Back to North End Way

We also went back to the North End Way on Sunday night around 5:15pm 6:15pm and observed where the opportunities could be to make our prototype more engaging.



Surroundings businesses: We observed the surrounding stores and businesses during the dark and categorized them to food related business, stores, entertainment. The food related businesses were open until 9pm or later and movie theatre was open until later, which generated foot traffic. However, the stores closed earlier.


Movie goers: Around 5:28pm, large crowd of movie goers left the theatre in various direction. We could possibly use these crowd to generate interest to our structure, since there is regular movie time during the night.



Popular Area: There were consistently lots of people around Shake Shack, creating more noise on the north end of the walkway.



Walking Patterns/pathway: People generally walked to their right side of the walkway and tend to look towards to restaurant sitting area. How can we change the behavior of the people walking through this area?


Other interesting note: There were surprisingly many people walking with strollers or children on a Sunday night. It could be the soccer game next to the area, but children might be a great way to entice the adult as well.


Potential Location: Most of the area is made of glass, but there are some small wall space across from the restaurant area that could be a great place to put our installation.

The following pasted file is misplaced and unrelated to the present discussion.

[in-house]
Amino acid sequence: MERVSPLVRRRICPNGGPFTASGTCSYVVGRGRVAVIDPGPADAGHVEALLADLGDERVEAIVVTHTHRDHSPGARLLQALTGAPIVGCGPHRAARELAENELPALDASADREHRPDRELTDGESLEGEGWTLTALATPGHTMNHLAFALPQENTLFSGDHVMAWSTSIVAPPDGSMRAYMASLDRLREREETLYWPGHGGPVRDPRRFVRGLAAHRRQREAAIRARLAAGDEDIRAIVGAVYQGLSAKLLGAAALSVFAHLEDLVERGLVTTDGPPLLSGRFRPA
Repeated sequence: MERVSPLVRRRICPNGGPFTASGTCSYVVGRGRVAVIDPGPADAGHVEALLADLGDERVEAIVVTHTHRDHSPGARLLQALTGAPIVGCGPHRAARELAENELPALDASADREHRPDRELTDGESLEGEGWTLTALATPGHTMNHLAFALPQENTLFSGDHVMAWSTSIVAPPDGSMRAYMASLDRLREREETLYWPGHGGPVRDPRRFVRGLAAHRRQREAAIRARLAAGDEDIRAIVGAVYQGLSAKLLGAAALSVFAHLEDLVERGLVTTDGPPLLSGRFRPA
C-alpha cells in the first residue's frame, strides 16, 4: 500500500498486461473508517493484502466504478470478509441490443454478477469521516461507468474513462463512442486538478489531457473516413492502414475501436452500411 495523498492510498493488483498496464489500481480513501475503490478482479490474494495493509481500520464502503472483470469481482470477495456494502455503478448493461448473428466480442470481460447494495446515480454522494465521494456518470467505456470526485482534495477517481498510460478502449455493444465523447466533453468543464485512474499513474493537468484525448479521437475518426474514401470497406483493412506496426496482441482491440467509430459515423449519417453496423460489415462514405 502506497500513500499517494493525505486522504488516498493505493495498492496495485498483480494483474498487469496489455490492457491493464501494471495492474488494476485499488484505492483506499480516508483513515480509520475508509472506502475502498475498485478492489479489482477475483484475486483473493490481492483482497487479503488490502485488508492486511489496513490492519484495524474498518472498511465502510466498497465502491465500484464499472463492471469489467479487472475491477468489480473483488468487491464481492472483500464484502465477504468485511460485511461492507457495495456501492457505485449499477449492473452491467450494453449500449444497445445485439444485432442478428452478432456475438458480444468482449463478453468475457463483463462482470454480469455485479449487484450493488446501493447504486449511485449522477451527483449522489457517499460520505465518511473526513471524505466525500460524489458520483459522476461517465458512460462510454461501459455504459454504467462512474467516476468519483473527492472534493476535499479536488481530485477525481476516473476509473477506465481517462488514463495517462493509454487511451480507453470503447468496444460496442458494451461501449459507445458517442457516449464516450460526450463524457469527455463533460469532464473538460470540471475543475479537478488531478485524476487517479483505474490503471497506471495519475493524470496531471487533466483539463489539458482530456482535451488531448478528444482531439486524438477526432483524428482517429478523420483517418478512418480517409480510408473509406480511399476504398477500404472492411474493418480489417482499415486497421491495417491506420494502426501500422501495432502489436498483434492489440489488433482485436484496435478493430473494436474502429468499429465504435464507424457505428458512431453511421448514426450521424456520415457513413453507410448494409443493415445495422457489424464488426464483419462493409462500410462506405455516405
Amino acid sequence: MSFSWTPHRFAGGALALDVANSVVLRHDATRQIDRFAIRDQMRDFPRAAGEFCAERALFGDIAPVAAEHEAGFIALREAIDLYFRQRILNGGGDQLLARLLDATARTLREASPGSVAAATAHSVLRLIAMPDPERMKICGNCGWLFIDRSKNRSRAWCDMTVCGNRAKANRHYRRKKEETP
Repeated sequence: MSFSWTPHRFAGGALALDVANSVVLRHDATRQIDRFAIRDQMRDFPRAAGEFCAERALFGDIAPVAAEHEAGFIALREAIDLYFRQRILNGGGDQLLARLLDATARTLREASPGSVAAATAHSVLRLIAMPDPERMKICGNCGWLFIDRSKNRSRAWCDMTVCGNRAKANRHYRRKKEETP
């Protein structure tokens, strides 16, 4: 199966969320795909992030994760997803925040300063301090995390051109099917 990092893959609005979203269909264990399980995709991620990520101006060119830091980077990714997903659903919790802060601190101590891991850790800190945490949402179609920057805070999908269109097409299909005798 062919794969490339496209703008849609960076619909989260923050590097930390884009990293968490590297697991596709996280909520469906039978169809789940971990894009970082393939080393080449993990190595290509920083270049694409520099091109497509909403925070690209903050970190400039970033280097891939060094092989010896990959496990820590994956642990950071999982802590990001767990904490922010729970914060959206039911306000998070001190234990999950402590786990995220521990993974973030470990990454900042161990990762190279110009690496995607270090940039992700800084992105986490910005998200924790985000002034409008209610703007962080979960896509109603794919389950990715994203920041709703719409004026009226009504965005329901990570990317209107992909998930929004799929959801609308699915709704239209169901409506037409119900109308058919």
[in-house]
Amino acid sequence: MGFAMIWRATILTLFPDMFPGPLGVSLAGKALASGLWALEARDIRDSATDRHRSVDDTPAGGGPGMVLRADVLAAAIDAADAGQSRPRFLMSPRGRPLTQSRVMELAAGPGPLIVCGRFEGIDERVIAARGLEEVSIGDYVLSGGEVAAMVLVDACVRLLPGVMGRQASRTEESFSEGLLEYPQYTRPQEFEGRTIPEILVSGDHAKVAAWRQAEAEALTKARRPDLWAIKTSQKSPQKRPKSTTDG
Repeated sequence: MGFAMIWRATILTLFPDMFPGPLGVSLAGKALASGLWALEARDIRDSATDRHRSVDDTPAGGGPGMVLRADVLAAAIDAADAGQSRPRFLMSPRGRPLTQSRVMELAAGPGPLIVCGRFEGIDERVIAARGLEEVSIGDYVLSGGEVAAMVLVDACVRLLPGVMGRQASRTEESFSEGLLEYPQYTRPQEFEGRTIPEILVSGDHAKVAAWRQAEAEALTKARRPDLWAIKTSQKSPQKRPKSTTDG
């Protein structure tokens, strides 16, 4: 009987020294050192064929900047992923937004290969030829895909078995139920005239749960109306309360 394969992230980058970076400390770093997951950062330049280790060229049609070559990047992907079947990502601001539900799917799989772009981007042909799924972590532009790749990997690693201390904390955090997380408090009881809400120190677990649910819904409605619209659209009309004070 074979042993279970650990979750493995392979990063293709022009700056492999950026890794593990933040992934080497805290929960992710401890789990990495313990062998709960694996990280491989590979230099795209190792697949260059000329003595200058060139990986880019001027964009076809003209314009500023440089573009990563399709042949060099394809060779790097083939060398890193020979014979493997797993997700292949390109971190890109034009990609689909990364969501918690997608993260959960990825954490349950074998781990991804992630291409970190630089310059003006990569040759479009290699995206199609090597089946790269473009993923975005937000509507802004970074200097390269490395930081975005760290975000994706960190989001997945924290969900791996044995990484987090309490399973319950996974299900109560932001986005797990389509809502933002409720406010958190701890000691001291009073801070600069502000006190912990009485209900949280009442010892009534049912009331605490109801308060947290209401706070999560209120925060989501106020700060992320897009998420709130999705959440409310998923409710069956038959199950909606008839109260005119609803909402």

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Team ParkTalk – DHNS



Crowd sourced prompts (learned through previous prototypes) for a life size dice (as previously discuss in our brainstorm session and what resonated when shared with Melody and Amy) for users to discover activities and locations of WSP. Also, we chose to do something slightly different and with knowledge/data learned from previous experiments.
WSP big foam core map + 20″x20″ cube with prompts on each side
6 prompts total with one being left empty so that we were able to change it out based on what was happening at the park
Date/Time: Sunday Nov 23rd @ 12:40
Launched for 30 mins.
3 locations: West of Fountain 10 min, North of Fountain10 min, Plaza East of WSP 20 mins
Very few people were engaged in the prototype
A few ppl stopped to look at the prototype but no engagement.
Less children engaged today overall
Only one lady stopped by to engage in prototype but she ended up writing on the board to indicate where the pigeon guy is located on the map
Today, there were many activities happening in the park, therefore possibly competing attention with our prototype
Live Piano player
Lady creating huge bubbles (had huge kids engagement)
Fake pigeons by the North of WSP by the Arch
Live pigeons by the plaza towards the East side of the park
Brand Trio on the South side of the park
Our intentions:
We had intended for the prototype to be a way for park-goers to discover new activities or parts of the park.